What's The Word?
A Blog by R. S. Hill
Lately, it seems that the two “Fs” (Fiction [Literature] and Film) are having a pretty strong impact on the American economy. When the fiction and film combination includes comic book heroes, each film seems to earn more than the last. And while the money these films generate is significant, the potential educational impact on the minds of young Americans is also worth considering. As a high school English teacher, I stand in front of a young audience everyday and try to convince—no, sell—young minds on the idea that reading old texts like the Iliad, Beowulf and Frankenstein are still valid experiences both relevant and rich regardless of age, race, cultural background or old the books are. One of the reasons this is becoming easier as the years in the classroom speed by so much faster than one might think, is the presence of popular films that build on the concepts these great works are founded upon and spins them into block buster images that young mind just can’t resist. Do some of these movies inadvertently or intentionally promote violence, sexism, racism, homophobia, xenophobia, etc.? YES. But they can also be used to encourage kids being conditioned every day by popular technology to abstain from text, to pick up something old, read it and discover just how much the old world connects with the new.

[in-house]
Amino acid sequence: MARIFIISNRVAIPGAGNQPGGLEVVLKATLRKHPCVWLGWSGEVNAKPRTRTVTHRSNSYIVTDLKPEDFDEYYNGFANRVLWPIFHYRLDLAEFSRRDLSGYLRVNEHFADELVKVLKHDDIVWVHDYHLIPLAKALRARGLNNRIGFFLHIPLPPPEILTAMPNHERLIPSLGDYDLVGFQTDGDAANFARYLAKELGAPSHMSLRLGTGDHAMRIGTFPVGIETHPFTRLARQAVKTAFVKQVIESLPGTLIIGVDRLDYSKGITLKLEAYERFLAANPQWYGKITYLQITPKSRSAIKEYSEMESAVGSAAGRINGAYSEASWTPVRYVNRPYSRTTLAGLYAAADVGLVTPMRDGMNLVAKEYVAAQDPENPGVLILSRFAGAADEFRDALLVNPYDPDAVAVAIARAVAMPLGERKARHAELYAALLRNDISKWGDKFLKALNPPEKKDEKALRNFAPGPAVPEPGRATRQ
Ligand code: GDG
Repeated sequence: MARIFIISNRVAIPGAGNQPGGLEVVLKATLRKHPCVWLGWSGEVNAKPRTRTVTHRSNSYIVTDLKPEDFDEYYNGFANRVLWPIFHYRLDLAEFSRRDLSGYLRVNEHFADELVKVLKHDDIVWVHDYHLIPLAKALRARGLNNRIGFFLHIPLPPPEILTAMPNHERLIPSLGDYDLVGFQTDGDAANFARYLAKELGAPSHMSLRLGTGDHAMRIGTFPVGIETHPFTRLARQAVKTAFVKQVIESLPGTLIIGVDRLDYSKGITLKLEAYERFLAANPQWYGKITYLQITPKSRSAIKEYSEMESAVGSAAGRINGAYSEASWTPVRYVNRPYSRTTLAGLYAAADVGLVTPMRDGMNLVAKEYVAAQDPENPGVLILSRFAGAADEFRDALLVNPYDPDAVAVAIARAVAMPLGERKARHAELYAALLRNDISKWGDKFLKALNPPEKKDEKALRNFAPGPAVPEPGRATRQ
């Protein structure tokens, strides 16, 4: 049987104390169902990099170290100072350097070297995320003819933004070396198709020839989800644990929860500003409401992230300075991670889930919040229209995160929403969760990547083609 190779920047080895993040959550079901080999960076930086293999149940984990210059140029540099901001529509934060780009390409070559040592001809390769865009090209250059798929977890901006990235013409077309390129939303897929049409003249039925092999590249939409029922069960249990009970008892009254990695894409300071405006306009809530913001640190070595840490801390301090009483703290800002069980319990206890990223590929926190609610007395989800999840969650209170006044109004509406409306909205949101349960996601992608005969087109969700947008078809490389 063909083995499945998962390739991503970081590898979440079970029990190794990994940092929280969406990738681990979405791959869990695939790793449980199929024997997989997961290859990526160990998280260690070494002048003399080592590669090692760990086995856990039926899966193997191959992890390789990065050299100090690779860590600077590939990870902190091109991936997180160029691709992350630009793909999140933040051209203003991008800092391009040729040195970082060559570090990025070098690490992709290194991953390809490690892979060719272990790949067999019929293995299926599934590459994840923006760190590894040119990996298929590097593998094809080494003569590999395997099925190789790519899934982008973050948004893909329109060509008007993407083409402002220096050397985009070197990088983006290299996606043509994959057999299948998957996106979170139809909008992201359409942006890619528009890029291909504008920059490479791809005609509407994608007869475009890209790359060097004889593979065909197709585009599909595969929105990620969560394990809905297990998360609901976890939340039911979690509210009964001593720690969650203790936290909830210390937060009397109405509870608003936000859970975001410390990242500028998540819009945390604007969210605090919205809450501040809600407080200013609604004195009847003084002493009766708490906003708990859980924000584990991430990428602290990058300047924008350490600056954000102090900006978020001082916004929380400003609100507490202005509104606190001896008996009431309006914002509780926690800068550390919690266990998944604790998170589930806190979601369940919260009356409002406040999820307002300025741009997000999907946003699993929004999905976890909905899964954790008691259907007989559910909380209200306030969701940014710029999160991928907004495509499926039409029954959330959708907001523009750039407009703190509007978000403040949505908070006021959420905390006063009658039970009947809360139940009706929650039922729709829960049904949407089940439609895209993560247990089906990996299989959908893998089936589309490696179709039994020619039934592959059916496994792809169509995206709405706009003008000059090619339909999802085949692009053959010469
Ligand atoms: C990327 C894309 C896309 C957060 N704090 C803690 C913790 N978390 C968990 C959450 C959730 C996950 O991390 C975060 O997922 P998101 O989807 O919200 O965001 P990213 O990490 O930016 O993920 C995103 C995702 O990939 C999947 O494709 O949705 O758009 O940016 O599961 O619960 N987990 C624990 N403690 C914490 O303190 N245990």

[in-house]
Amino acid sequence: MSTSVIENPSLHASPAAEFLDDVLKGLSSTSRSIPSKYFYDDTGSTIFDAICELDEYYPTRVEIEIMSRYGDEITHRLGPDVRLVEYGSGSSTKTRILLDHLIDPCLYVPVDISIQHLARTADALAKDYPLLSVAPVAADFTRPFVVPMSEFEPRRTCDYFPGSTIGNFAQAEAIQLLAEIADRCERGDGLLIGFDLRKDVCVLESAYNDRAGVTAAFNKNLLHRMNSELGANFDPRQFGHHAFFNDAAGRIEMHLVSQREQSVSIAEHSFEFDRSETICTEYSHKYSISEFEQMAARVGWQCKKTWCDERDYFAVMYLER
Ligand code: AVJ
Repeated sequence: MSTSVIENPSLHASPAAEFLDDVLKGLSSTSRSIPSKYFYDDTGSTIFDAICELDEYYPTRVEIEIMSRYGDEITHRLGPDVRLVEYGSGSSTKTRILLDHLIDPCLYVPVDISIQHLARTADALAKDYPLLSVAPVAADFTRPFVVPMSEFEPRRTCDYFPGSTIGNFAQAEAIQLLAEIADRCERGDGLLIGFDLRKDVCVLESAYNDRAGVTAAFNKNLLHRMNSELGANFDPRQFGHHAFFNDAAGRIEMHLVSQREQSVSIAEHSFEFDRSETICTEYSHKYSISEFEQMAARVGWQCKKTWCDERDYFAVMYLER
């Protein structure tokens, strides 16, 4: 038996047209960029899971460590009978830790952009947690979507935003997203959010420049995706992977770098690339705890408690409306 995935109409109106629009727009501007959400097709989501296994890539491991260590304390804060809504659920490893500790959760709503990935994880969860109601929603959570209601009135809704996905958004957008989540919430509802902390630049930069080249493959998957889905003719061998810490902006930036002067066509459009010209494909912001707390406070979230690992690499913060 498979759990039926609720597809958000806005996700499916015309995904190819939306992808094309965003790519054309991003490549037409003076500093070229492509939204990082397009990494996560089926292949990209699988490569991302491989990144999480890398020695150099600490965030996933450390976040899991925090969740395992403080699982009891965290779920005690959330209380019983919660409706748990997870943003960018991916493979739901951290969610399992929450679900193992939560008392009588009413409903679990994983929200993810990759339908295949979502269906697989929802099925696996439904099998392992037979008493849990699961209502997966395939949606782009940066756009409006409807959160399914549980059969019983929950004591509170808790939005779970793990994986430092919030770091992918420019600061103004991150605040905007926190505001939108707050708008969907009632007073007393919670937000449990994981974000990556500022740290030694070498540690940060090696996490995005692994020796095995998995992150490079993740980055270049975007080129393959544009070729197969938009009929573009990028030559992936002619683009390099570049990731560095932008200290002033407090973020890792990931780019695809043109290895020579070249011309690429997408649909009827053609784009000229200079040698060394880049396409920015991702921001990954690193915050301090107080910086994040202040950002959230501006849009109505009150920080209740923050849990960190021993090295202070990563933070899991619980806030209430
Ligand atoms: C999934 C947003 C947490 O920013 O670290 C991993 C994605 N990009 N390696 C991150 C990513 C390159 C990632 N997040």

By drawing clear lines between characters like Beowulf, Achilles and Victor Frankenstein and the heroes, villains and anti-heroes featured in films about Thor, Captain America, Iron man, and the myriad of Batman movies, average public school teenagers, who are neither advanced placement nor necessarily college bound, are reading and understanding a complicated epic poem like the Iliad and enjoying it. This is important because not only do these complicated texts challenge their perceptions of language and help their brains carve out new neural pathways, they can also help create a common ground upon which students from a diverse cultural and ethnic palate can stand with each other and the great heroes, villains and anti-heroes of the past. Once these connections are made, their attitudes magically change from reluctant and often indignant to curious and amiable. At this point their eyes can begin to focus on the essential similarities between the ancient and the modern worlds. This can be an educational moment that reaches across demographic barriers. For example, most Native, African, Mexican, Asian and European American students in my classes had no idea how similar the Roman’s attempted conquest of the Britons—a historical topic relevant to Beowulf—and subsequent spread of Christianity was to the colonization of America by the French, British, and Spanish. Many of my students viewed colonization as a singularly American “thing” that happened only to minorities. Fortunately for teacher, there are films out there like Beowulf and Grendel or Centurion that dramatize this very concept. Suddenly, in their eyes, the world became just a little bit smaller. Suddenly, the people across the sea and the ones seated next to them don’t seem so scary or different any more.
So the next time you yawn and complain about another comic book hero franchise film, remember that one person’s kryptonite could be some teacher’s magic lasso.